Mr. Harris was recalled last week as a young man determined to pursue a career in social justice after having grown up in public housing in one of the poorer areas of Alabama. His experiences instilled in him a desire to fight for change, said friends and colleagues, and inspired him to work even harder for the education he felt he needed to become an effective advocate for the poor and the homeless.
In his application to BC Law, Mr. Harris wrote that his desire for a law degree came from a need to help others, particularly the homeless and downtrodden in society. He said he wanted to become a voice for change, and assist in urban renewal efforts to revitalize the inner cities of America.
"I believe that true urban renewal will take inner-city originated policies that will allow residents to control and provide remedies for their own communities," he wrote. "I plan to work as a lawmaker representing and providing leadership to inner-city residents."
Mr. Harris earned his undergraduate degree in 2000 from the University of Alabama, where he was president of the Undergraduate Student Government Association and Omicron Delta Kappa National Leadership Honor Society, chairman of the Black Student Awareness Committee, and vice-president of the Black Student Union. He also served as a YWCA mentor and volunteered at a local soup kitchen for the homeless, even while working 35 hours a week at two jobs to help support his family.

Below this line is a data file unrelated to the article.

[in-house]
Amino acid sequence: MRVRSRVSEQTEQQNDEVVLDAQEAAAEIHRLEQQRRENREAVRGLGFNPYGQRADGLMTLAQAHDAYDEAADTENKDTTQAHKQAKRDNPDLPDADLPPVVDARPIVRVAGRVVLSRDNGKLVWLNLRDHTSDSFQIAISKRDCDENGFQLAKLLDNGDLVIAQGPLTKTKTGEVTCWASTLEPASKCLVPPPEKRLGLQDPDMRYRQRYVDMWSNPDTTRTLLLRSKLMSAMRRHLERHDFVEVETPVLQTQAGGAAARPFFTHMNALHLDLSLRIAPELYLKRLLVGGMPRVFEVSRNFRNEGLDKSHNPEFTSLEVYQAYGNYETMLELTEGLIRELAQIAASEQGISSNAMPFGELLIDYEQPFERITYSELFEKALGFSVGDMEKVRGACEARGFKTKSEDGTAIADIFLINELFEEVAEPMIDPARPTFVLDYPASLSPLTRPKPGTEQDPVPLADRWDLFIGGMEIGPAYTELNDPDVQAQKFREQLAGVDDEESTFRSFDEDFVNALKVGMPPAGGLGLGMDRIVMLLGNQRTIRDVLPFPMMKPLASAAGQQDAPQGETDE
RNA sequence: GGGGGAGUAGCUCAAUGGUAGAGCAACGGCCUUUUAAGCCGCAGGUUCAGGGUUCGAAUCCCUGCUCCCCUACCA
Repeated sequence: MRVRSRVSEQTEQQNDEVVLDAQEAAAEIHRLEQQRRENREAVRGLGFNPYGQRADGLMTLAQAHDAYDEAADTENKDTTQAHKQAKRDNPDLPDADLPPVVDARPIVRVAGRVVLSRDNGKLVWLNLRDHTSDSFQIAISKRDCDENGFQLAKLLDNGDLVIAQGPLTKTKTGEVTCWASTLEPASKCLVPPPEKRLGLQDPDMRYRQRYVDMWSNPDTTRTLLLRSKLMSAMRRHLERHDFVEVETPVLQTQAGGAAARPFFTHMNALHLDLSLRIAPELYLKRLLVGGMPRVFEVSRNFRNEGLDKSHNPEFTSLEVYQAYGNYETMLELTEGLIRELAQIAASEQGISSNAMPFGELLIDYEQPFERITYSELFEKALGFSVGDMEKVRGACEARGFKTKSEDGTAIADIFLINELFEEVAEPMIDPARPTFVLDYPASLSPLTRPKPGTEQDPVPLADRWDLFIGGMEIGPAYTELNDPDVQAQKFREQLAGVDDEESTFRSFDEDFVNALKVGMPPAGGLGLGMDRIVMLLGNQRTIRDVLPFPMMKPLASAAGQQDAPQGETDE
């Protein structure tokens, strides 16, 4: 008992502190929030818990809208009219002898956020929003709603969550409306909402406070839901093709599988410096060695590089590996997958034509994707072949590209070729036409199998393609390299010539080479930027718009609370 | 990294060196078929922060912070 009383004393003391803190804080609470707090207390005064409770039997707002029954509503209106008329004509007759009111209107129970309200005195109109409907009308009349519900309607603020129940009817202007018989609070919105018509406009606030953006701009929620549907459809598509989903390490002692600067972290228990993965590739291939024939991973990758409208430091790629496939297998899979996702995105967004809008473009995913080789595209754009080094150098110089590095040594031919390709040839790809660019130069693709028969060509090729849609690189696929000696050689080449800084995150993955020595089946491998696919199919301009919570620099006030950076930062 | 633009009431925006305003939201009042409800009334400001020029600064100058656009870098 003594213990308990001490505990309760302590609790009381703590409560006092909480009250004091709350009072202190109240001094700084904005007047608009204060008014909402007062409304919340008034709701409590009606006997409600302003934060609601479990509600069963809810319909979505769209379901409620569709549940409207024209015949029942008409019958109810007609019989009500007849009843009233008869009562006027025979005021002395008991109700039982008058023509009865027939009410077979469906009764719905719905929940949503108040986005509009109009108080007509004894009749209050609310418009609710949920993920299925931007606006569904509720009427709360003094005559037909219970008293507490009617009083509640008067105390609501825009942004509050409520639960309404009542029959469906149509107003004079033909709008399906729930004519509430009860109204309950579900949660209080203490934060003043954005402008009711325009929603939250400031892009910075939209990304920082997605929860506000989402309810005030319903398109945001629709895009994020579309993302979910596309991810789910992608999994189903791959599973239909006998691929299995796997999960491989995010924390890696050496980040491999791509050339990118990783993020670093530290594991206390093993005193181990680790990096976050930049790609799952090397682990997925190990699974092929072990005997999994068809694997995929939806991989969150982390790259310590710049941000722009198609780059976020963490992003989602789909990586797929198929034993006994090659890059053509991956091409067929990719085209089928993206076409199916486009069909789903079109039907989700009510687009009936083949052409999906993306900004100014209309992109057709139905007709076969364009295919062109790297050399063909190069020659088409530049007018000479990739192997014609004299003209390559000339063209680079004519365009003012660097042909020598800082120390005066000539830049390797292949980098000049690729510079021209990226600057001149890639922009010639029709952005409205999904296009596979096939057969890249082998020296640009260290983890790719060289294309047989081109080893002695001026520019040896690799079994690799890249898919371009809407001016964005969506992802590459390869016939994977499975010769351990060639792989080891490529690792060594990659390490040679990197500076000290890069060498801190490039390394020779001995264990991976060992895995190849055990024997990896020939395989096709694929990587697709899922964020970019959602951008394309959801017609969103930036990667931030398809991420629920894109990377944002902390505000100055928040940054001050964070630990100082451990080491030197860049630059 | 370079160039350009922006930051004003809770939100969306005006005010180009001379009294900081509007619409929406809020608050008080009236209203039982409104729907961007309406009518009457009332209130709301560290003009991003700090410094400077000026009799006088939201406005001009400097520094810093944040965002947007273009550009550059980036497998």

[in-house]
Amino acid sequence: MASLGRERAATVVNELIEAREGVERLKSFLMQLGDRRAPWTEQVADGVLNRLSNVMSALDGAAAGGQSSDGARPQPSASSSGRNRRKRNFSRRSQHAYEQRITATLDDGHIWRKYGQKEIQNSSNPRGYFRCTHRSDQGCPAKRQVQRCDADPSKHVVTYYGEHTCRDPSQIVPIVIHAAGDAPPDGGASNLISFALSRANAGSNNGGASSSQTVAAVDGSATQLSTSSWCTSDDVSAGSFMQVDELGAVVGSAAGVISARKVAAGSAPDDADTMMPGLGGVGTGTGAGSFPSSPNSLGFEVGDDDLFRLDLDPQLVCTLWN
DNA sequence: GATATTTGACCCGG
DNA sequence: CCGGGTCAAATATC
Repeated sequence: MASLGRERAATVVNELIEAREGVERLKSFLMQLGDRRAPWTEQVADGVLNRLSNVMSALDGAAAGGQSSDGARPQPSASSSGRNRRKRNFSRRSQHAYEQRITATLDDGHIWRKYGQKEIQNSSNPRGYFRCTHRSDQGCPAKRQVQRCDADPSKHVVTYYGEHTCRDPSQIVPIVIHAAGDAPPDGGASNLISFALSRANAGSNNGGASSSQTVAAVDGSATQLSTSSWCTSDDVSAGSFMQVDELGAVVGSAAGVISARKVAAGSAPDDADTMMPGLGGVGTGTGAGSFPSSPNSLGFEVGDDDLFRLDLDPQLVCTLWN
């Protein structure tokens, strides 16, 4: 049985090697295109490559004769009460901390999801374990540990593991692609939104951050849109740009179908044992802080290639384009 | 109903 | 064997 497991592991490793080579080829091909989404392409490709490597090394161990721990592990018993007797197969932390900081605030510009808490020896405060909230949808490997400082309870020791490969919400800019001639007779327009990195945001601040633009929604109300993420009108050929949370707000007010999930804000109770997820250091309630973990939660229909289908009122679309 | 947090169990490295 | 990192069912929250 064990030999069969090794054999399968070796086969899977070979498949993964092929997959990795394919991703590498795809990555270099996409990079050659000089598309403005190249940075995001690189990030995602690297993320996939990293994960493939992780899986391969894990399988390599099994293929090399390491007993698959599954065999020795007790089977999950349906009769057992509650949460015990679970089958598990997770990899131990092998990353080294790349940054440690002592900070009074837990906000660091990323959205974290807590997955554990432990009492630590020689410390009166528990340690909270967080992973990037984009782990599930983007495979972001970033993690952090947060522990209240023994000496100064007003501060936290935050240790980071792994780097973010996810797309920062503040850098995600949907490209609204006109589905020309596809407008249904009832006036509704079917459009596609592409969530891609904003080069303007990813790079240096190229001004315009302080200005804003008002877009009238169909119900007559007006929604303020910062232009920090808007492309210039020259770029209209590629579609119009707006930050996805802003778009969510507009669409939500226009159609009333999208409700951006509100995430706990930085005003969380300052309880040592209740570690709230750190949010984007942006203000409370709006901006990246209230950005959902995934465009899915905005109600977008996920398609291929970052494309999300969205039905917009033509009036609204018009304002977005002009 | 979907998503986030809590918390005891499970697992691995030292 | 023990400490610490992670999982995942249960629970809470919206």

At BC Law, Mr. Harris was active in the Solomon Amendment Task Force, the Coalition for Equality and the Black Law Students Association, among others.
In a letter distributed to BC Law students, Dean for Students Norah Wylie said, "All of us who knew Arthur will remember him as a gentle man who was passionate about improving the life of the poor and disenfranchised in America. He was an inspirational speaker, organizer and advocate, and no one who had the privilege of listening to Arthur speak on issues of social justice could remain unmoved. His death diminishes us all.
"Remembering Arthur's gifts and talents, and how deeply he touched our lives will, I hope, provide each of us with a measure of comfort. The words of the Book of Wisdom are a fitting tribute to Arthur: 'Being perfected in a short time, he fulfilled long years. The righteous man, though he die early, will be at rest.'"
The family of Mr. Harris held a memorial service on Dec. 6 at the Hall Street Baptist Church in Montgomery, Ala. He was buried at the New Elam Cemetery in Montgomery.
-Law School Communications Manager Nathaniel Kenyon
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